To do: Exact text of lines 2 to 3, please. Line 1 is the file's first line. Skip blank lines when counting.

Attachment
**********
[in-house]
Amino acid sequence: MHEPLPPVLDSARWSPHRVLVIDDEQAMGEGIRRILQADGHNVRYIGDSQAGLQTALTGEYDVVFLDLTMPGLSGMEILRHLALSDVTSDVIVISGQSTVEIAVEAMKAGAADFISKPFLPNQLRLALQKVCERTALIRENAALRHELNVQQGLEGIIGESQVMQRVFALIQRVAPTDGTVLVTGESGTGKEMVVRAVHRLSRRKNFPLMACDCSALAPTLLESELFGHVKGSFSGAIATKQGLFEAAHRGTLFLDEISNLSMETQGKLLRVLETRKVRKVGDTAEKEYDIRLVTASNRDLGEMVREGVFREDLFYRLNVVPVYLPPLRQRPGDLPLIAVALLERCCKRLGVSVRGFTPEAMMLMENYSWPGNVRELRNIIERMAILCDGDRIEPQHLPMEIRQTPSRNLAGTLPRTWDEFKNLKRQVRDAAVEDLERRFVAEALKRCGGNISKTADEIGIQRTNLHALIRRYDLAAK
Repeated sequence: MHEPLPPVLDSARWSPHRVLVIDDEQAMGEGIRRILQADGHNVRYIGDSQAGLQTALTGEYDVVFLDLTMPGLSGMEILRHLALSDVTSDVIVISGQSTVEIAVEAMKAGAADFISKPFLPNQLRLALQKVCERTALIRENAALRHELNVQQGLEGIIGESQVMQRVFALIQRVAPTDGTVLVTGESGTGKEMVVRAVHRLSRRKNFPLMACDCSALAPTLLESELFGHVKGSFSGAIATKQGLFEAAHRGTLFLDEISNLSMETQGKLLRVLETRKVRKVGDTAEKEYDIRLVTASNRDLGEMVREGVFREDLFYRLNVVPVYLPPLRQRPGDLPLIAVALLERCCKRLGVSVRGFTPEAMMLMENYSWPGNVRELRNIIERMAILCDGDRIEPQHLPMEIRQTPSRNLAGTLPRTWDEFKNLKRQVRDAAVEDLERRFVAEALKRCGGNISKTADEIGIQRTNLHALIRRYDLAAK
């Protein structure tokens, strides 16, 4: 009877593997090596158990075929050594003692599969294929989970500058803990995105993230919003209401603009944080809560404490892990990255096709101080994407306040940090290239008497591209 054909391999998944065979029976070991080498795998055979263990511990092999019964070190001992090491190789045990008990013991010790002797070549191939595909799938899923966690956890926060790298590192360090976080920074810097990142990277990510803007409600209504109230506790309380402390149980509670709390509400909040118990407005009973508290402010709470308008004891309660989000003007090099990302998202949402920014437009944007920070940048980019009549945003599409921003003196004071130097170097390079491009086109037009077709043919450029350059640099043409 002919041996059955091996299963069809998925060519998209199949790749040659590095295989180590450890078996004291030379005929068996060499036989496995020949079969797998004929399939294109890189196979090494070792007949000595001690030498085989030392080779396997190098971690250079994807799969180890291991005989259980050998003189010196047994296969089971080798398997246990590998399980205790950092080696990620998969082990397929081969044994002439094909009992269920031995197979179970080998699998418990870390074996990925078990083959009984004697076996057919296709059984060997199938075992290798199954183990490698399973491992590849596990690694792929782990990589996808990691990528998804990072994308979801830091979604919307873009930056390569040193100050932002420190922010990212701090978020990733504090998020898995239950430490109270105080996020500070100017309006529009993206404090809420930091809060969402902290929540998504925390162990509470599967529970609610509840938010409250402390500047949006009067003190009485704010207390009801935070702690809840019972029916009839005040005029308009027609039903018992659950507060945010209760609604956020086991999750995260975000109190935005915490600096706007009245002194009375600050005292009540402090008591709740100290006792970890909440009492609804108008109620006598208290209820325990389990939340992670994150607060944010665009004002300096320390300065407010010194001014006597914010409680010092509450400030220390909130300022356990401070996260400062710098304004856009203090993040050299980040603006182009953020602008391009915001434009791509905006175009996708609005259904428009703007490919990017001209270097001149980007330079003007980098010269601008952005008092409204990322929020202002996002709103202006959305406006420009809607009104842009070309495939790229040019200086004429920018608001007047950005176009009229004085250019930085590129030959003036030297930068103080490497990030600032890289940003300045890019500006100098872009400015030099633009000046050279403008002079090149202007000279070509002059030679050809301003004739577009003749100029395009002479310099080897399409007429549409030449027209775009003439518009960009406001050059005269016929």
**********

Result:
Amino acid sequence: MHEPLPPVLDSARWSPHRVLVIDDEQAMGEGIRRILQADGHNVRYIGDSQAGLQTALTGEYDVVFLDLTMPGLSGMEILRHLALSDVTSDVIVISGQSTVEIAVEAMKAGAADFISKPFLPNQLRLALQKVCERTALIRENAALRHELNVQQGLEGIIGESQVMQRVFALIQRVAPTDGTVLVTGESGTGKEMVVRAVHRLSRRKNFPLMACDCSALAPTLLESELFGHVKGSFSGAIATKQGLFEAAHRGTLFLDEISNLSMETQGKLLRVLETRKVRKVGDTAEKEYDIRLVTASNRDLGEMVREGVFREDLFYRLNVVPVYLPPLRQRPGDLPLIAVALLERCCKRLGVSVRGFTPEAMMLMENYSWPGNVRELRNIIERMAILCDGDRIEPQHLPMEIRQTPSRNLAGTLPRTWDEFKNLKRQVRDAAVEDLERRFVAEALKRCGGNISKTADEIGIQRTNLHALIRRYDLAAK
Repeated sequence: MHEPLPPVLDSARWSPHRVLVIDDEQAMGEGIRRILQADGHNVRYIGDSQAGLQTALTGEYDVVFLDLTMPGLSGMEILRHLALSDVTSDVIVISGQSTVEIAVEAMKAGAADFISKPFLPNQLRLALQKVCERTALIRENAALRHELNVQQGLEGIIGESQVMQRVFALIQRVAPTDGTVLVTGESGTGKEMVVRAVHRLSRRKNFPLMACDCSALAPTLLESELFGHVKGSFSGAIATKQGLFEAAHRGTLFLDEISNLSMETQGKLLRVLETRKVRKVGDTAEKEYDIRLVTASNRDLGEMVREGVFREDLFYRLNVVPVYLPPLRQRPGDLPLIAVALLERCCKRLGVSVRGFTPEAMMLMENYSWPGNVRELRNIIERMAILCDGDRIEPQHLPMEIRQTPSRNLAGTLPRTWDEFKNLKRQVRDAAVEDLERRFVAEALKRCGGNISKTADEIGIQRTNLHALIRRYDLAAK